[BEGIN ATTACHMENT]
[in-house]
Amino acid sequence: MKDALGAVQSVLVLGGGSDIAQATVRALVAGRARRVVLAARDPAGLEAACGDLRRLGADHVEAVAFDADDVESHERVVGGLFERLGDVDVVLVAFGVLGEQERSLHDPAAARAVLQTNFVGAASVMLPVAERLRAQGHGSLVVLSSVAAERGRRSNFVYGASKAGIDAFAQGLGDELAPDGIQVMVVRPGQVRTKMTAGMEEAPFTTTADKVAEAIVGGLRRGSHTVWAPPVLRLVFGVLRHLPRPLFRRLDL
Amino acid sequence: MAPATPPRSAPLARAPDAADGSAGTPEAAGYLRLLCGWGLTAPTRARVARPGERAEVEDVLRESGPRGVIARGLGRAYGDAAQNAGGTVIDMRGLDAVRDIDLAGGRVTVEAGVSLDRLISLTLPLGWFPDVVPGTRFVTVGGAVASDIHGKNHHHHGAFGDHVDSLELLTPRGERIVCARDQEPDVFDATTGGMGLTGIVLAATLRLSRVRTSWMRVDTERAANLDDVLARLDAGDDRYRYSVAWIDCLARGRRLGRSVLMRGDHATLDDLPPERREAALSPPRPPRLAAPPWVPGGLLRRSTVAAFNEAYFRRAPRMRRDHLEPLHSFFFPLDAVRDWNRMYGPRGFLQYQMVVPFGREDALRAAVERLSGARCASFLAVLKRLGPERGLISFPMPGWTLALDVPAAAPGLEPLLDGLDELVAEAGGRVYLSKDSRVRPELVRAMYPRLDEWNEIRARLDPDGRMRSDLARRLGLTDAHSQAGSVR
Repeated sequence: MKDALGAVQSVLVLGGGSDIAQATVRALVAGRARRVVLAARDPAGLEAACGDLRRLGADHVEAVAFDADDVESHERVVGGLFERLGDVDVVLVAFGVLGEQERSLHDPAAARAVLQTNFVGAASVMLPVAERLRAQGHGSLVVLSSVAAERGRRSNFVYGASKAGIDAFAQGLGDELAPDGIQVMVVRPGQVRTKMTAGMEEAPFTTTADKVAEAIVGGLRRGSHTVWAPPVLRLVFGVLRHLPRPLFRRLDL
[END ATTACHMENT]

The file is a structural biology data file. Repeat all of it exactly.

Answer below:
[in-house]
Amino acid sequence: MKDALGAVQSVLVLGGGSDIAQATVRALVAGRARRVVLAARDPAGLEAACGDLRRLGADHVEAVAFDADDVESHERVVGGLFERLGDVDVVLVAFGVLGEQERSLHDPAAARAVLQTNFVGAASVMLPVAERLRAQGHGSLVVLSSVAAERGRRSNFVYGASKAGIDAFAQGLGDELAPDGIQVMVVRPGQVRTKMTAGMEEAPFTTTADKVAEAIVGGLRRGSHTVWAPPVLRLVFGVLRHLPRPLFRRLDL
Amino acid sequence: MAPATPPRSAPLARAPDAADGSAGTPEAAGYLRLLCGWGLTAPTRARVARPGERAEVEDVLRESGPRGVIARGLGRAYGDAAQNAGGTVIDMRGLDAVRDIDLAGGRVTVEAGVSLDRLISLTLPLGWFPDVVPGTRFVTVGGAVASDIHGKNHHHHGAFGDHVDSLELLTPRGERIVCARDQEPDVFDATTGGMGLTGIVLAATLRLSRVRTSWMRVDTERAANLDDVLARLDAGDDRYRYSVAWIDCLARGRRLGRSVLMRGDHATLDDLPPERREAALSPPRPPRLAAPPWVPGGLLRRSTVAAFNEAYFRRAPRMRRDHLEPLHSFFFPLDAVRDWNRMYGPRGFLQYQMVVPFGREDALRAAVERLSGARCASFLAVLKRLGPERGLISFPMPGWTLALDVPAAAPGLEPLLDGLDELVAEAGGRVYLSKDSRVRPELVRAMYPRLDEWNEIRARLDPDGRMRSDLARRLGLTDAHSQAGSVR
Repeated sequence: MKDALGAVQSVLVLGGGSDIAQATVRALVAGRARRVVLAARDPAGLEAACGDLRRLGADHVEAVAFDADDVESHERVVGGLFERLGDVDVVLVAFGVLGEQERSLHDPAAARAVLQTNFVGAASVMLPVAERLRAQGHGSLVVLSSVAAERGRRSNFVYGASKAGIDAFAQGLGDELAPDGIQVMVVRPGQVRTKMTAGMEEAPFTTTADKVAEAIVGGLRRGSHTVWAPPVLRLVFGVLRHLPRPLFRRLDL